budget. The President remains committed to achieving a balanced federal
budget by the year 2002. But he firmly believes that we must continue
to invest in science and technology to assure a bright future for each
and every American. He understands that scientific and technological
advances are crucial to the economic development and vitality of
regions, states, and localities. Such economic development the jobs it
creates and the improved quality of life for community residents it
produces are the basic building blocks of the President's bridge into
the twenty-first century.
Within the context of these very recent developments,
the Experimental Program to Stimulate Competitive Research (EPSCoR),
which was, as you know, created in 1980, was extraordinarily
Its creators understood that our nation, founded on democratic
principles, cannot tolerate the existence of science rich/science
poor states and regions. In an era of declining federal
research budgets, intensified competition for research dollars,
and increasing state responsibilities for many programs that were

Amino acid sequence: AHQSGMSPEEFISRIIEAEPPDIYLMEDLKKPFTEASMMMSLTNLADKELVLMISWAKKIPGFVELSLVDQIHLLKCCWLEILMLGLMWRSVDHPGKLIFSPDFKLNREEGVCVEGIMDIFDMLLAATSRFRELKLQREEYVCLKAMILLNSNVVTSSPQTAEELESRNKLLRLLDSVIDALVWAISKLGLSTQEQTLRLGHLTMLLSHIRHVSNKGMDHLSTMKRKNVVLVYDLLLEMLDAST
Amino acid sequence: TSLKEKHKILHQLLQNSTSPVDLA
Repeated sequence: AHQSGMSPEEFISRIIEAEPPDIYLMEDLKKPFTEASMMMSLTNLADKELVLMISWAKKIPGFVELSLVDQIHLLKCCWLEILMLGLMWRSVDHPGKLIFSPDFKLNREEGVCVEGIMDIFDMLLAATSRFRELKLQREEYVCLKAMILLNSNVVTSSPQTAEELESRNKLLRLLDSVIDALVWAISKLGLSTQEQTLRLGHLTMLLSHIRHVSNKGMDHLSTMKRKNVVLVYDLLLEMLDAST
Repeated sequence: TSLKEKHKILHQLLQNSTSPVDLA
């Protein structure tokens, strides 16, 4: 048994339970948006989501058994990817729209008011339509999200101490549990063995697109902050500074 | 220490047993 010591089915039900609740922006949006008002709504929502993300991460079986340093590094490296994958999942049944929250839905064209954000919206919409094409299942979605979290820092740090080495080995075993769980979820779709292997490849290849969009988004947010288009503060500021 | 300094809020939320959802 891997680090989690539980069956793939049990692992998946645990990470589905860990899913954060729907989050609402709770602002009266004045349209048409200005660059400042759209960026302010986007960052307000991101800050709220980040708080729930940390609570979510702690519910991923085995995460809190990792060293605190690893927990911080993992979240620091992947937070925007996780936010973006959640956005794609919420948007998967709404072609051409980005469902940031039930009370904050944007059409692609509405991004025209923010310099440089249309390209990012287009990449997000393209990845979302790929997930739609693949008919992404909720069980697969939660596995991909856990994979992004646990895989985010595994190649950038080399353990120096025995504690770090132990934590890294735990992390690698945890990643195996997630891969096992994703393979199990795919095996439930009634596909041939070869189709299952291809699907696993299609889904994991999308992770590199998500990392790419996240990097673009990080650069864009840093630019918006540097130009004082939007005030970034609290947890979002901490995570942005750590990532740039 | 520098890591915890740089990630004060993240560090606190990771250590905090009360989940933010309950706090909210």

formerly federal activities, the EPSCoR concept was ahead of the
times and responded creatively to the needs and opportunities
of communities and regions in advance of historic devolution.
The results have been increased numbers of new enterprises and
good in communities where economic restructuring was having
severe consequences for family survival, and technological
diversification in struggling local economies where traditional
agrarian or industrial sources of income were declining.
EPSCoR has demonstrated that universities can join with industry
and state and federal government to promote high-quality scientific
investigations that benefit not only the state, but the
entire country. Based, as EPSCoR is, in different social, cultural,
and biological niches of 18 eligible states, scientific and